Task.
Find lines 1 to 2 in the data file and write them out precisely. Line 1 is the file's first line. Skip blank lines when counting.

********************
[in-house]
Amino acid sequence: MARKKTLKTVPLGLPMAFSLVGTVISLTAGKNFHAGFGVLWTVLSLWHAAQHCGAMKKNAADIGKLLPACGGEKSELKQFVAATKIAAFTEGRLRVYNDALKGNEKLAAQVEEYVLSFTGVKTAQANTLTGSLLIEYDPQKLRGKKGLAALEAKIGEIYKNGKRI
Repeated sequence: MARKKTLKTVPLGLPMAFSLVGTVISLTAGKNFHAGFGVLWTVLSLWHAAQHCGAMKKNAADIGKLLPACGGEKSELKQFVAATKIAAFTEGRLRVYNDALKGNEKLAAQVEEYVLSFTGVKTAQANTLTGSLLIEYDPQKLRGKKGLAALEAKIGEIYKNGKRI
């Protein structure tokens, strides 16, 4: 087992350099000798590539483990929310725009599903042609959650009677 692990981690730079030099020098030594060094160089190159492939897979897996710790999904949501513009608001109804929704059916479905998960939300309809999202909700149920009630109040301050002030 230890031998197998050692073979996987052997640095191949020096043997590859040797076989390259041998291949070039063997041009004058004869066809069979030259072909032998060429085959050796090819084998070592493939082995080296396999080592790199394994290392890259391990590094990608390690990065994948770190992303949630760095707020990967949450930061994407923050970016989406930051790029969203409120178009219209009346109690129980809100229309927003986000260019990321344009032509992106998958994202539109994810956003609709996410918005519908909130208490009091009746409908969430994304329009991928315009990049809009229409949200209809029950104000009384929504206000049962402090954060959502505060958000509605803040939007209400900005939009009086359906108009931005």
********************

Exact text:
[in-house]
Amino acid sequence: MARKKTLKTVPLGLPMAFSLVGTVISLTAGKNFHAGFGVLWTVLSLWHAAQHCGAMKKNAADIGKLLPACGGEKSELKQFVAATKIAAFTEGRLRVYNDALKGNEKLAAQVEEYVLSFTGVKTAQANTLTGSLLIEYDPQKLRGKKGLAALEAKIGEIYKNGKRI